Monty's Book Of Why question for Tuesday is a big one, as big as the earth itself and as old as time.
A KMPH viewer who wants to know wrote in to ask, "why does the earth spin in the direction it does?"
So why does it spin as it does?
Frederick Ringwald, professor of physics at Fresno State, says that it is a "neighborhood" thing that started a long, long time ago.
The earth spins in the direction it does because that's the overall direction that all the planets orbit around the sun, counterclockwise, as viewed from over the north pole.
The sun and most of the planets rotate in this direction, too, although Venus is an exception.
The reason is because, when the sun and the planets formed 4.6 billion years ago, the cloud of gas and dust from which they condensed by gravity compressed by a factor of a trillion, trillion (that's a 1 with 24 zeroes after it), the chances of everything falling exactly radially inward was therefore about 1 in a trillion trillion: in other words, about zero.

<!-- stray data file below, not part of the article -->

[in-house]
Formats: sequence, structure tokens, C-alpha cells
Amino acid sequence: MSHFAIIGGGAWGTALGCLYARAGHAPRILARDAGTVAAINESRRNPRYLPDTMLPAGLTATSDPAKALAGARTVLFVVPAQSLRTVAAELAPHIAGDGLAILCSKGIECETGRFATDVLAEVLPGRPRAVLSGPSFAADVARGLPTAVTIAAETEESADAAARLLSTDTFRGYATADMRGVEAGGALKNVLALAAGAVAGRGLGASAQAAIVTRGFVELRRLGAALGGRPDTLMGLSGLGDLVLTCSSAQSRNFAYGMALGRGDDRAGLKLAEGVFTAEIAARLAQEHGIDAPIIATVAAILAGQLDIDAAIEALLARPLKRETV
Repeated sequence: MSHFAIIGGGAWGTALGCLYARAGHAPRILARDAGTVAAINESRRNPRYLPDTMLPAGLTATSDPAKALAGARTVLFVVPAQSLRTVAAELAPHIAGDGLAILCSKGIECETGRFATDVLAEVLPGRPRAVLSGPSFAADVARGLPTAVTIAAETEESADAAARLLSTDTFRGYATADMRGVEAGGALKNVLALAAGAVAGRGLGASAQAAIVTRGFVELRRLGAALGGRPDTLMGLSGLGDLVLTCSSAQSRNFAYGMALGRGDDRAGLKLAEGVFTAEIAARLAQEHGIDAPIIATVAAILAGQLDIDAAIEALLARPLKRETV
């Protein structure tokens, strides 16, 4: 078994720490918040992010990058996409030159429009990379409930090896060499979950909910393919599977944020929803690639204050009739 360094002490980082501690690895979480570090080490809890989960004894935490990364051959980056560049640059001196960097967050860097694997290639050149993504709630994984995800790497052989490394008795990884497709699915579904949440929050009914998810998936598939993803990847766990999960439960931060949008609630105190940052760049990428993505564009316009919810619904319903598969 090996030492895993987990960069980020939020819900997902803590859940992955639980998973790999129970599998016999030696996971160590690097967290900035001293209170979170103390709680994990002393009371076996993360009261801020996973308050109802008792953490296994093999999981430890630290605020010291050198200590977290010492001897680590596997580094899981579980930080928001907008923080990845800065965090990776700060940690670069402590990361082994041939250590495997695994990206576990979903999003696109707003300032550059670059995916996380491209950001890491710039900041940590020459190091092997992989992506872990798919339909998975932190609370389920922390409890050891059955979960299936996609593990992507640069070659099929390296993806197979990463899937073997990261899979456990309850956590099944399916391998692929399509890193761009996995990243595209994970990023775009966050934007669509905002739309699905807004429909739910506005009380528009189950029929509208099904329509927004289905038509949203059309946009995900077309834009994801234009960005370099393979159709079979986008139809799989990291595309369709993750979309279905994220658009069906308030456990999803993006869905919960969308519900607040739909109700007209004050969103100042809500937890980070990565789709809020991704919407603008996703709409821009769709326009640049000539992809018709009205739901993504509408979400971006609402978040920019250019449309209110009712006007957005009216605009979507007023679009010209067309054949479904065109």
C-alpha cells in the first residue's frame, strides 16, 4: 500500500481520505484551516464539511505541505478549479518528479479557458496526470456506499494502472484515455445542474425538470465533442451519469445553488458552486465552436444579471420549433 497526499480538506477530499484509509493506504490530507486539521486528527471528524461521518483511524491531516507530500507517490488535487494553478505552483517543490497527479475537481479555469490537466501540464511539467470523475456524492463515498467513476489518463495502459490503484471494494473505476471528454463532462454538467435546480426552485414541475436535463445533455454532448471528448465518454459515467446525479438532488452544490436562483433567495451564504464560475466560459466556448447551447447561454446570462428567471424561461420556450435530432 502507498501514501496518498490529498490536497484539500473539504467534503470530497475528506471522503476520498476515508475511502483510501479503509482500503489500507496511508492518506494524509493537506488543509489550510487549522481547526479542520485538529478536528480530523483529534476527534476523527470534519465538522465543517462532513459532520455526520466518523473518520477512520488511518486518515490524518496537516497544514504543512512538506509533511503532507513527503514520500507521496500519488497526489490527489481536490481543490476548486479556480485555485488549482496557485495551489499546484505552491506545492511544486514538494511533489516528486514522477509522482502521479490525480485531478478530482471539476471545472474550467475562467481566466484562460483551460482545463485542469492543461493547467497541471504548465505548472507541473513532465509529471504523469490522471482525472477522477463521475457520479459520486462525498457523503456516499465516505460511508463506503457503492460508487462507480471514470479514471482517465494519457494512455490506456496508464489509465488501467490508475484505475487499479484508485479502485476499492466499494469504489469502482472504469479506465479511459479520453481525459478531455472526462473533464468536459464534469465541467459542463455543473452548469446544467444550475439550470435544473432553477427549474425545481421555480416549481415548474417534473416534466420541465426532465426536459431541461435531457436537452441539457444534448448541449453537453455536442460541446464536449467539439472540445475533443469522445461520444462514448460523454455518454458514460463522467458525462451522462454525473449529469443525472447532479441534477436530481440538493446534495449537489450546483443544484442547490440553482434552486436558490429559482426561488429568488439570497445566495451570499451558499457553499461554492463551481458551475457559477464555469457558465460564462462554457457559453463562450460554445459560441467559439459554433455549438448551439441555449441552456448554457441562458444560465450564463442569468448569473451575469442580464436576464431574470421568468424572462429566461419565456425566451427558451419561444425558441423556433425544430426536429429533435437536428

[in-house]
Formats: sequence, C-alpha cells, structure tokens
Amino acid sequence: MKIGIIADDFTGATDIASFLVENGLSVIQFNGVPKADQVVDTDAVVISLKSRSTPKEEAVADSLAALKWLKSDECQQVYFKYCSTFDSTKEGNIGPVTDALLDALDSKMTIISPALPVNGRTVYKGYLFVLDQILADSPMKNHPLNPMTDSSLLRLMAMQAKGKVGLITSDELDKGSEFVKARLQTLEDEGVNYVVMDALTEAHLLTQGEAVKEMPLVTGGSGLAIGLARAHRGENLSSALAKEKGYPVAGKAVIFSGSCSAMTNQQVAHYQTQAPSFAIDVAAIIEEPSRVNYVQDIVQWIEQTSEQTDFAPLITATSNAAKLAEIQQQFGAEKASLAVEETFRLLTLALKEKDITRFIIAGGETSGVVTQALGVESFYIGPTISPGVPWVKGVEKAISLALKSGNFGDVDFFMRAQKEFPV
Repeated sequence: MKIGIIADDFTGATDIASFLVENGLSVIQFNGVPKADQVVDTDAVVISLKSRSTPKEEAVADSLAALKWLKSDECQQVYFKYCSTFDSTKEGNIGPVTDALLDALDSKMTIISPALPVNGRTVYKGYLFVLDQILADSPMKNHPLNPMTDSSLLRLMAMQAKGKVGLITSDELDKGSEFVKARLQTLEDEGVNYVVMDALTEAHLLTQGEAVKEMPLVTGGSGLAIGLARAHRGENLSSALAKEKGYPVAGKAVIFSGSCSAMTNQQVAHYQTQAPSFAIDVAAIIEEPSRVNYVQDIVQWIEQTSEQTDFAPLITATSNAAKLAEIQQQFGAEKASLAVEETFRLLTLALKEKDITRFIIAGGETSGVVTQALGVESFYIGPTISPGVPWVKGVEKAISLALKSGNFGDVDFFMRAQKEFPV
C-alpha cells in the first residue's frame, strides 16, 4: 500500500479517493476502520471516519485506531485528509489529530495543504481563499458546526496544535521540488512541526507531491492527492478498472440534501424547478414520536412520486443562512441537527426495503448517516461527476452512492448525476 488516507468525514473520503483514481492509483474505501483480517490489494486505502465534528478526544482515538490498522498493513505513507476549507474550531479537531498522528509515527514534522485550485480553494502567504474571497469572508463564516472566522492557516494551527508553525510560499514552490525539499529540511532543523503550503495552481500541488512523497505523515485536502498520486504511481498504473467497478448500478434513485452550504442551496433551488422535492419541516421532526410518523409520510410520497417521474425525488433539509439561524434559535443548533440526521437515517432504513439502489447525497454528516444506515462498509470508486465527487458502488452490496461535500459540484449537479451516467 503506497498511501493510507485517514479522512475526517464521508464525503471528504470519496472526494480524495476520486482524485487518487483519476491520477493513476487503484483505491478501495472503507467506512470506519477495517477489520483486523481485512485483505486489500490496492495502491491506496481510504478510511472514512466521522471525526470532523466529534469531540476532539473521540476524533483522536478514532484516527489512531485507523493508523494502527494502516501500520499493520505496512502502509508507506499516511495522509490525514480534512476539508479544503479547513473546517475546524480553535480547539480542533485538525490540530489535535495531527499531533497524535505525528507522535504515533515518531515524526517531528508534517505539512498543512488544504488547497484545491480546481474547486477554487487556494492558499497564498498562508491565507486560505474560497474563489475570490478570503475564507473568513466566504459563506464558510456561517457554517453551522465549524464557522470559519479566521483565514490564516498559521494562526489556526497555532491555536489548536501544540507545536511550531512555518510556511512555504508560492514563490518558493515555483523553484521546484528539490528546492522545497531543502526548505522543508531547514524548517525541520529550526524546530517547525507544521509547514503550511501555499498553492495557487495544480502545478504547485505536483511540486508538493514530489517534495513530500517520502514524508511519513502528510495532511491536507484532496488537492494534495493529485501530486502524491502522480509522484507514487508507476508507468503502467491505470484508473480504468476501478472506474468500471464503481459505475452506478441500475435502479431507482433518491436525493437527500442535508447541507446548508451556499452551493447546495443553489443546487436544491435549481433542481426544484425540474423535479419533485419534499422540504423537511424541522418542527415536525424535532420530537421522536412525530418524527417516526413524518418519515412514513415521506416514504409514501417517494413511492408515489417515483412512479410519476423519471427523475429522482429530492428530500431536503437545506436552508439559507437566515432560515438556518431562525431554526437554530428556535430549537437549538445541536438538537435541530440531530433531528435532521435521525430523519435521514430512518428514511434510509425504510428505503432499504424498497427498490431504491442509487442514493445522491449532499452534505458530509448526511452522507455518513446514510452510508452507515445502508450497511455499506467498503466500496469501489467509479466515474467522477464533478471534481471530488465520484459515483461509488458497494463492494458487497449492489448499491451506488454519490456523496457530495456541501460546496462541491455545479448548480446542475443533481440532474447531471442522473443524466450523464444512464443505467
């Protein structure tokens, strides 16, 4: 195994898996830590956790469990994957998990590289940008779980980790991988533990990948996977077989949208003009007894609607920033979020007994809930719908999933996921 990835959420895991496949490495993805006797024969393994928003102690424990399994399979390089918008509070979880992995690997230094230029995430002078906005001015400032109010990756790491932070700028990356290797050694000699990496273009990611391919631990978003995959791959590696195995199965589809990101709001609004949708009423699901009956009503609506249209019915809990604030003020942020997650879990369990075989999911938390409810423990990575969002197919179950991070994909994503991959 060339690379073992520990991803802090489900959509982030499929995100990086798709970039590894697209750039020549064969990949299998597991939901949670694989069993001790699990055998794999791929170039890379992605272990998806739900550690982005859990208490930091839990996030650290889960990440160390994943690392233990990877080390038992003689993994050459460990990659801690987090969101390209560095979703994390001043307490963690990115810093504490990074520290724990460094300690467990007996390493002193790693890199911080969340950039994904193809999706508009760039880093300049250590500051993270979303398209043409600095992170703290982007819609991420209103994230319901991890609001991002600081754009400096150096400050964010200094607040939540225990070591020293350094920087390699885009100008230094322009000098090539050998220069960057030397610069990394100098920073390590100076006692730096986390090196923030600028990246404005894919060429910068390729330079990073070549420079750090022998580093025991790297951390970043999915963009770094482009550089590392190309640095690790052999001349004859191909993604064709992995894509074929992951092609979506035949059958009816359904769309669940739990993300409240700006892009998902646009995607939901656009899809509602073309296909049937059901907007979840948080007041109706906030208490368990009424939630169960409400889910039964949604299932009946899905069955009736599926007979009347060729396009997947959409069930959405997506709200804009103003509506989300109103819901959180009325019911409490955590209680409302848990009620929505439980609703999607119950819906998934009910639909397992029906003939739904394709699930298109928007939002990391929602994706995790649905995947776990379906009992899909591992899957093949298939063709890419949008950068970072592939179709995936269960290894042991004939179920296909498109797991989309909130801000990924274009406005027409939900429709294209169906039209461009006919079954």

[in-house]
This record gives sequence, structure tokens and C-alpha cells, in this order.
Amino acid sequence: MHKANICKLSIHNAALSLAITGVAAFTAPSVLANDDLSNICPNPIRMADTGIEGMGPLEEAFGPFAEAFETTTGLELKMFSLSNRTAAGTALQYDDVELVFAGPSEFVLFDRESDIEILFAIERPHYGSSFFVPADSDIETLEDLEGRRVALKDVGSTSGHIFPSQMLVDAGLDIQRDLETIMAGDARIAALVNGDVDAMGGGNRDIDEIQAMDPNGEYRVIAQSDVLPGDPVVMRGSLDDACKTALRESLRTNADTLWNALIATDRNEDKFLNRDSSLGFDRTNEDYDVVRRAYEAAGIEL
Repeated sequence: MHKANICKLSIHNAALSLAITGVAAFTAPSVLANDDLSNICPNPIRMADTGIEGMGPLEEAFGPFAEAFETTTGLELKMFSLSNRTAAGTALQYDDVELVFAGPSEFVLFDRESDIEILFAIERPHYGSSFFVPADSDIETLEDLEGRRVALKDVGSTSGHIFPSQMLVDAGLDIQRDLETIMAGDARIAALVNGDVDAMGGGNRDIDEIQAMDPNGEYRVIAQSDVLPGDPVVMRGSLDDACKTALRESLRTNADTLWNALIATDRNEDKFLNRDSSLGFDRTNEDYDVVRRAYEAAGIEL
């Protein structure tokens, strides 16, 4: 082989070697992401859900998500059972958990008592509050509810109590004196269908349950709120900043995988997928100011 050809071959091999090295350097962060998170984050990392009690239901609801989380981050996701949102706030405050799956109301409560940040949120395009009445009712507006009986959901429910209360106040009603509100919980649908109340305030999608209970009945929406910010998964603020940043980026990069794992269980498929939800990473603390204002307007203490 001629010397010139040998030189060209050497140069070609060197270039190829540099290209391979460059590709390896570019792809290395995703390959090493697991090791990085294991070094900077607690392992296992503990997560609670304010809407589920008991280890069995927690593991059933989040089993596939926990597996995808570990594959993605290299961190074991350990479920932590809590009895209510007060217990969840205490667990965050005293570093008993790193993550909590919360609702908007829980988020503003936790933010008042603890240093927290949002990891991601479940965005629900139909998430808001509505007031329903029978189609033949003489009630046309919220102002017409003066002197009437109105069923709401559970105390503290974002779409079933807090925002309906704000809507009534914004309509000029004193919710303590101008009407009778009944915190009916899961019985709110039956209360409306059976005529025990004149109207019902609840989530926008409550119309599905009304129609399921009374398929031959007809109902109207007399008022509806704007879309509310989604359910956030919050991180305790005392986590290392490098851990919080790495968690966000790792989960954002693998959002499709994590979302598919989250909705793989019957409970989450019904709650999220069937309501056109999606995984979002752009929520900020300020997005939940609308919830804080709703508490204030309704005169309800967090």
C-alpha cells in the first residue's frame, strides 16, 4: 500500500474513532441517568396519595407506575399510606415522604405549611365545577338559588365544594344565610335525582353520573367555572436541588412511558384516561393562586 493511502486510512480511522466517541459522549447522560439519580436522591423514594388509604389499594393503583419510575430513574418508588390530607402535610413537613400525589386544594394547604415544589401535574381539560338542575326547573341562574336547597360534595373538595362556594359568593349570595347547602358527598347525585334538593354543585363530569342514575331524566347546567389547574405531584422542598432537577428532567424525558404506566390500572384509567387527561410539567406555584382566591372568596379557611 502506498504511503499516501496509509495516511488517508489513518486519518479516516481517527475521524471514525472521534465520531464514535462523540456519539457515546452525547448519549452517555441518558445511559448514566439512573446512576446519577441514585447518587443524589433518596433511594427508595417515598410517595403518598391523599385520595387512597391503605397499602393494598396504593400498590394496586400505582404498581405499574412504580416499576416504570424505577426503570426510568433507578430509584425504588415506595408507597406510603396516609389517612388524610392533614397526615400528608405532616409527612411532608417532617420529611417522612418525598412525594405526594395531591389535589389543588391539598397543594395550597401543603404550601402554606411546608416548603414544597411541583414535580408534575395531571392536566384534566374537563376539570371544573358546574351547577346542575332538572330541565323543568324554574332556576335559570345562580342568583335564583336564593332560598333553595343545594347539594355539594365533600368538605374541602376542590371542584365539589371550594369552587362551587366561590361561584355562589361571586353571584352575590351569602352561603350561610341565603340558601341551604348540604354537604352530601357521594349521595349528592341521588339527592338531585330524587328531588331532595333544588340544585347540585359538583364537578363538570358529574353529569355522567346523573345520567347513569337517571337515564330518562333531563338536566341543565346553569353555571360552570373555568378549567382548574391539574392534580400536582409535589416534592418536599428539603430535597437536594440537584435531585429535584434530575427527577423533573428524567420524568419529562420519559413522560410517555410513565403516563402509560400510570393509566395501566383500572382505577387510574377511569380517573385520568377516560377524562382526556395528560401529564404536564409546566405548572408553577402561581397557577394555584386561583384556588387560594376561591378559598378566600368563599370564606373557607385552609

An overall spin was therefore put on the solar system, and this is preserved in the spins and orbits of the sun and the planets.
Professor Ringwald also says, no one knows why Venus spins backwards: one idea was that it once had a moon that crashed into it, and reversed its rotation.
Now you know.
If you have one of those nagging questions for which you would like us to help you find an answer, include the title "Monty's Book Of Why," and send me your question.
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So send us your questions and we'll have more answers for you in the next Monty's Book Of Why.